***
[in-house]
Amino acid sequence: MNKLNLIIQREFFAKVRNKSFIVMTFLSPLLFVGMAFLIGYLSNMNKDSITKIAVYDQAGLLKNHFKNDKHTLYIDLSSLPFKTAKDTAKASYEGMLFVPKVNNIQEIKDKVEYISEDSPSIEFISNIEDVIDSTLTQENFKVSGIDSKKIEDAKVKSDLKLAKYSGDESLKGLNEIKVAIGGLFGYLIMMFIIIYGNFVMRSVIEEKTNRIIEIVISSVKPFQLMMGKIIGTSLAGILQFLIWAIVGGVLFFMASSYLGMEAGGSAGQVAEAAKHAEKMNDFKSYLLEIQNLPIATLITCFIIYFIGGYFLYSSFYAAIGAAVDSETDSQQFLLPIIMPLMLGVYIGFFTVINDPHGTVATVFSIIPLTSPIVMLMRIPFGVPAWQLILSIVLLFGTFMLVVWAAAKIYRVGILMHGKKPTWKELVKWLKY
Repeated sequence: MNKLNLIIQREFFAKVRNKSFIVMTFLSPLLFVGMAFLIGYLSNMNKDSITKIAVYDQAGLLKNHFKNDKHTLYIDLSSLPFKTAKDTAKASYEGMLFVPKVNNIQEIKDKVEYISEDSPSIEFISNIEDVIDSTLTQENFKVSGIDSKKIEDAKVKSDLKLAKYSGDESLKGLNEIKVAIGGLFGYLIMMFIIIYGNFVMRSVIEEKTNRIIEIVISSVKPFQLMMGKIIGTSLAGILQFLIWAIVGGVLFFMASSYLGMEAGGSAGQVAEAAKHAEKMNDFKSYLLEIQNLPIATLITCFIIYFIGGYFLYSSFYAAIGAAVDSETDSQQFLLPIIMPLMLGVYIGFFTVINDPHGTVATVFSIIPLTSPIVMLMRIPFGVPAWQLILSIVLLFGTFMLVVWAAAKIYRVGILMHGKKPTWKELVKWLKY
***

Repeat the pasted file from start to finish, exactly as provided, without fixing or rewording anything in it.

[in-house]
Amino acid sequence: MNKLNLIIQREFFAKVRNKSFIVMTFLSPLLFVGMAFLIGYLSNMNKDSITKIAVYDQAGLLKNHFKNDKHTLYIDLSSLPFKTAKDTAKASYEGMLFVPKVNNIQEIKDKVEYISEDSPSIEFISNIEDVIDSTLTQENFKVSGIDSKKIEDAKVKSDLKLAKYSGDESLKGLNEIKVAIGGLFGYLIMMFIIIYGNFVMRSVIEEKTNRIIEIVISSVKPFQLMMGKIIGTSLAGILQFLIWAIVGGVLFFMASSYLGMEAGGSAGQVAEAAKHAEKMNDFKSYLLEIQNLPIATLITCFIIYFIGGYFLYSSFYAAIGAAVDSETDSQQFLLPIIMPLMLGVYIGFFTVINDPHGTVATVFSIIPLTSPIVMLMRIPFGVPAWQLILSIVLLFGTFMLVVWAAAKIYRVGILMHGKKPTWKELVKWLKY
Repeated sequence: MNKLNLIIQREFFAKVRNKSFIVMTFLSPLLFVGMAFLIGYLSNMNKDSITKIAVYDQAGLLKNHFKNDKHTLYIDLSSLPFKTAKDTAKASYEGMLFVPKVNNIQEIKDKVEYISEDSPSIEFISNIEDVIDSTLTQENFKVSGIDSKKIEDAKVKSDLKLAKYSGDESLKGLNEIKVAIGGLFGYLIMMFIIIYGNFVMRSVIEEKTNRIIEIVISSVKPFQLMMGKIIGTSLAGILQFLIWAIVGGVLFFMASSYLGMEAGGSAGQVAEAAKHAEKMNDFKSYLLEIQNLPIATLITCFIIYFIGGYFLYSSFYAAIGAAVDSETDSQQFLLPIIMPLMLGVYIGFFTVINDPHGTVATVFSIIPLTSPIVMLMRIPFGVPAWQLILSIVLLFGTFMLVVWAAAKIYRVGILMHGKKPTWKELVKWLKY